- International Equity can be volatile. The rise or fall in prices take place for a number of reasons including, but not limited to changes to underlying company conditions, sector or industry impacts, or other macro events. These may happen quickly and unpredictably. International equity allocations may also be impacted by currency and/or country specific risks which may result in lower liquidity in some markets.
This material is provided for informational purposes only and is not solely intended to be relied upon as a forecast, research or investment advice, and is not a recommendation, offer or solicitation to buy or sell any securities or to adopt any investment strategy. The views and strategies described may not be suitable for all investors. They also do not include all fees or expenses that may be incurred by investing in specific products. Past performance is no guarantee of future results. Investments will fluctuate and when redeemed may be worth more or less than when originally invested. You cannot invest directly in an index. The opinions expressed are subject to change as subsequent conditions vary. Advisory services offered through Thrivent Advisor Network, LLC.
This communication may include forward looking statements. Specific forward-looking statements can be identified by the fact that they do not relate strictly to historical or current facts and include, without limitation, words such as “may,” “will,” “expects,” “believes,” “anticipates,” “plans,” “estimates,” “projects,” “targets,” “forecasts,” “seeks,” “could’” or the negative of such terms or other variations on such terms or comparable terminology. These statements are not guarantees of future performance and involve risks, uncertainties, assumptions and other factors that are difficult to predict and that could cause actual results to differ materially.
The material presented includes information and opinions provided by a party not related to Thrivent Advisor Network. It has been obtained from sources deemed reliable; but no independent verification has been made, nor is its accuracy or completeness guaranteed. The opinions expressed may not necessarily represent those of Thrivent Advisor Network or its affiliates. They are provided solely for information purposes and are not to be construed as solicitations or offers to buy or sell any products, securities, or services. They also do not include all fees or expenses that may be incurred by investing in specific products. Past performance is no guarantee of future results. Investments will fluctuate and when redeemed may be worth more or less than when originally invested. You cannot invest directly in an index. The opinions expressed are subject to change as subsequent conditions vary. Thrivent Advisor Network and its affiliates accept no liability for loss or damage of any kind arising from the use of this information.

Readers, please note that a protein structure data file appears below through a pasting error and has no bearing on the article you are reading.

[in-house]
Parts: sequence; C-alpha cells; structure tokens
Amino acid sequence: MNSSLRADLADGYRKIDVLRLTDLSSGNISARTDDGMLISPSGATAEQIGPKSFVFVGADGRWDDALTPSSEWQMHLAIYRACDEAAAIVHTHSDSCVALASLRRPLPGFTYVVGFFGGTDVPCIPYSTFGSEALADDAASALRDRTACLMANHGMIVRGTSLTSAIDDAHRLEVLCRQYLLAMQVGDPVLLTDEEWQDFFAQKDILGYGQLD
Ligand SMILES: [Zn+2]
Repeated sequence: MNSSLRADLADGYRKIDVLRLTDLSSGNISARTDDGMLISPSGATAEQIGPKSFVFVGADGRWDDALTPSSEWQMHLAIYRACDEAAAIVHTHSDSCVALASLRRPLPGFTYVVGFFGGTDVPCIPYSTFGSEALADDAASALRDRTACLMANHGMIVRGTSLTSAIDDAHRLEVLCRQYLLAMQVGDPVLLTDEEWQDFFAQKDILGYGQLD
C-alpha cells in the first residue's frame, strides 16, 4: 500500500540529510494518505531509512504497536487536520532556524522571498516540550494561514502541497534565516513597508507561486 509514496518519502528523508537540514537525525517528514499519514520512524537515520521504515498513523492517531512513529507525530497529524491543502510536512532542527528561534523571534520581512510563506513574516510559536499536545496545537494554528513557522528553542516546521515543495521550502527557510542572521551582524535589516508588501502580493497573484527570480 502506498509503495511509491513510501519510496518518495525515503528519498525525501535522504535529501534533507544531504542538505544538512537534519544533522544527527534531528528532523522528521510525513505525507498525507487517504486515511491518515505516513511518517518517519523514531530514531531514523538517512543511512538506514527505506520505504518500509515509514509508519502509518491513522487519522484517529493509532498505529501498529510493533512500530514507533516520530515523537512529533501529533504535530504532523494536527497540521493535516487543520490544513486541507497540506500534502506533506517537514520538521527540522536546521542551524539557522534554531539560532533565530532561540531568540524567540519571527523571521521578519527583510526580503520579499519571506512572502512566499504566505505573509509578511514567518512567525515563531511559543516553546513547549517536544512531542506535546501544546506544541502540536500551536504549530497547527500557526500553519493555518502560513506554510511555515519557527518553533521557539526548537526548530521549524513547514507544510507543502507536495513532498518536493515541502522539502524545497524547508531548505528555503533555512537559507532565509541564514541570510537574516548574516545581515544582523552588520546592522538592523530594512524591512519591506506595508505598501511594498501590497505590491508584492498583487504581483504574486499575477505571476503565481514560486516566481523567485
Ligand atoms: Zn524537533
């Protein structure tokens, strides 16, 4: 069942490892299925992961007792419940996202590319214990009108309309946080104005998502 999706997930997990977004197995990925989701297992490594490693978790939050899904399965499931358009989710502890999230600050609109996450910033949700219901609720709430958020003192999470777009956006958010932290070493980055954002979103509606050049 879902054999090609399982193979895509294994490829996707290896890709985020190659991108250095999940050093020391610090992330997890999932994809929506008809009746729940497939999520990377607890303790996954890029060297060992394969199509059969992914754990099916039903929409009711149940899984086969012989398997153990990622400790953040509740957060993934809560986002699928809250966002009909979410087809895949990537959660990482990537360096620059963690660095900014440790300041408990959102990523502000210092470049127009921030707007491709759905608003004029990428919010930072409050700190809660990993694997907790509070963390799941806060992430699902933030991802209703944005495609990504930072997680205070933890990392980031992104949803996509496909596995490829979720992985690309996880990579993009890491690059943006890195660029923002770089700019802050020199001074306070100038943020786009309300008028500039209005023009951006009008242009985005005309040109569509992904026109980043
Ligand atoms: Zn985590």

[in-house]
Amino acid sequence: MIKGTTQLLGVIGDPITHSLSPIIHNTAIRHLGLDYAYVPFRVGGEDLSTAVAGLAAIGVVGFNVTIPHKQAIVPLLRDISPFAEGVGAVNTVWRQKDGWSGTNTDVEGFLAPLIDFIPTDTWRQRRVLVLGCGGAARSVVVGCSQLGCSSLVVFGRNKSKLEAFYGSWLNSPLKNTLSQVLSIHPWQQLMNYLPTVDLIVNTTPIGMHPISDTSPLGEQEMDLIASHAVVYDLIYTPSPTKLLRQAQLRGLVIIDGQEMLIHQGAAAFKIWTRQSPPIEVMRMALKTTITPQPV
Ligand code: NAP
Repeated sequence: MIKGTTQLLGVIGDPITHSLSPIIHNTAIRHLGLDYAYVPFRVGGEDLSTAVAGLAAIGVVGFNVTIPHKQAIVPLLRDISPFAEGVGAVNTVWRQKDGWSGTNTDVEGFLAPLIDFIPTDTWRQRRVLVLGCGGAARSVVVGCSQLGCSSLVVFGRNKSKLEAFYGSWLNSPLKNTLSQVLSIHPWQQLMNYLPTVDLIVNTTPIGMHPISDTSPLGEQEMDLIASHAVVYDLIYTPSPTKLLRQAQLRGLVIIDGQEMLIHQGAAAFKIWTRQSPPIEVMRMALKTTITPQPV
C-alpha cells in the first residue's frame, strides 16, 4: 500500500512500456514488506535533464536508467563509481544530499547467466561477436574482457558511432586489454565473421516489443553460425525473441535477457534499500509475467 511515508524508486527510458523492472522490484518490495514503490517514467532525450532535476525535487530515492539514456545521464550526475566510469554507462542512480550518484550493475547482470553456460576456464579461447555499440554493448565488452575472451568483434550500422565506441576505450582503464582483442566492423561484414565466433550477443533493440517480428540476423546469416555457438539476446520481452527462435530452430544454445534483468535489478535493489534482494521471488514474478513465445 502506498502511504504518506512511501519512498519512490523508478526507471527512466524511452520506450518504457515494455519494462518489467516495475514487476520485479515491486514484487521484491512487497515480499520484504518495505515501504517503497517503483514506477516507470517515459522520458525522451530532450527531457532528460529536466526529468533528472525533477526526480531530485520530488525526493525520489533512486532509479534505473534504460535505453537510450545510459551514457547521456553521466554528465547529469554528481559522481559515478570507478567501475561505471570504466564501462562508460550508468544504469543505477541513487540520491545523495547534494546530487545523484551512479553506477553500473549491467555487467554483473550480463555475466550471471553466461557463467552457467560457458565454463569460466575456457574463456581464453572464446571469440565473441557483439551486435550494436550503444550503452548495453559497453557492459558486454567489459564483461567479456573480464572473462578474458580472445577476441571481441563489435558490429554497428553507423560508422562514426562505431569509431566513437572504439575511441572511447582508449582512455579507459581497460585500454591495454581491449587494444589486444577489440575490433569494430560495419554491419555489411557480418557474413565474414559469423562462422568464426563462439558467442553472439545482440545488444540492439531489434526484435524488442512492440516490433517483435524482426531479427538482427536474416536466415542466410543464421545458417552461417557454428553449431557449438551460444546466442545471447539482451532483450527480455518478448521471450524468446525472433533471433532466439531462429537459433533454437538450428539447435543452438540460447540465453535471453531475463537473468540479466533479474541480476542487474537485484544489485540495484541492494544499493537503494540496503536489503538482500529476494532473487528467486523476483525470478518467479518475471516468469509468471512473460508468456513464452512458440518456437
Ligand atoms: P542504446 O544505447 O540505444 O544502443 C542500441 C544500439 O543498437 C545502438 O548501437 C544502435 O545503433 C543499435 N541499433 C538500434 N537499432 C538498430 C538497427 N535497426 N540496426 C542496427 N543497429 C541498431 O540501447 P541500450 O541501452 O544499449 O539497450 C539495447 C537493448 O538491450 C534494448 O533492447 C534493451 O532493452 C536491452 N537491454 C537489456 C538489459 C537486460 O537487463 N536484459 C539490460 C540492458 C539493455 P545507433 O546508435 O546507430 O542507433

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Certain Thrivent Advisor Network LLC advisors may also be registered representatives of a broker-dealer to offer securities products. Advisory Persons of Thrivent provide advisory services under a “doing business as” name or may have their own legal business entities. However, advisory services are engaged exclusively through Thrivent Advisor Network, LLC, a registered investment adviser. Please visit our website www.thriventadvisornetwork.com for important disclosures.
The opinions expressed are subject to change as subsequent conditions vary. Reliance upon information in this material is at the sole discretion of the reader. International investing involves additional risks, including risks related to foreign currency, limited liquidity, government regulation and the possibility of substantial volatility due to adverse political, economic or other developments. The two main risks related to fixed income investing are interest rate risk and credit risk. Typically, when interest rates rise, there is a corresponding decline in the market value of bonds. Credit risk refers to the possibility that the issuer of the bond will not be able to make principal and interest payments. Index performance is shown for illustrative purposes only.
Advisory Persons of Thrivent provide advisory services under a “doing business as” name or may have their own legal business entities. However, advisory services are engaged exclusively through Thrivent Advisor Network, LLC, a registered investment adviser. Cedar Cove Wealth Partners and Thrivent Advisor Network, LLC are not affiliated companies. Information in this message is for the intended recipient[s] only. Please visit our website www.cedarcovewealth.com for important disclosures.
Securities offered through Purshe Kaplan Sterling Investments (“PKS”), Member FINRA/SIPC. PKS is headquartered at 80 State Street, Albany, NY 12207. PKS and Cedar Cove Wealth Partners are not affiliated companies.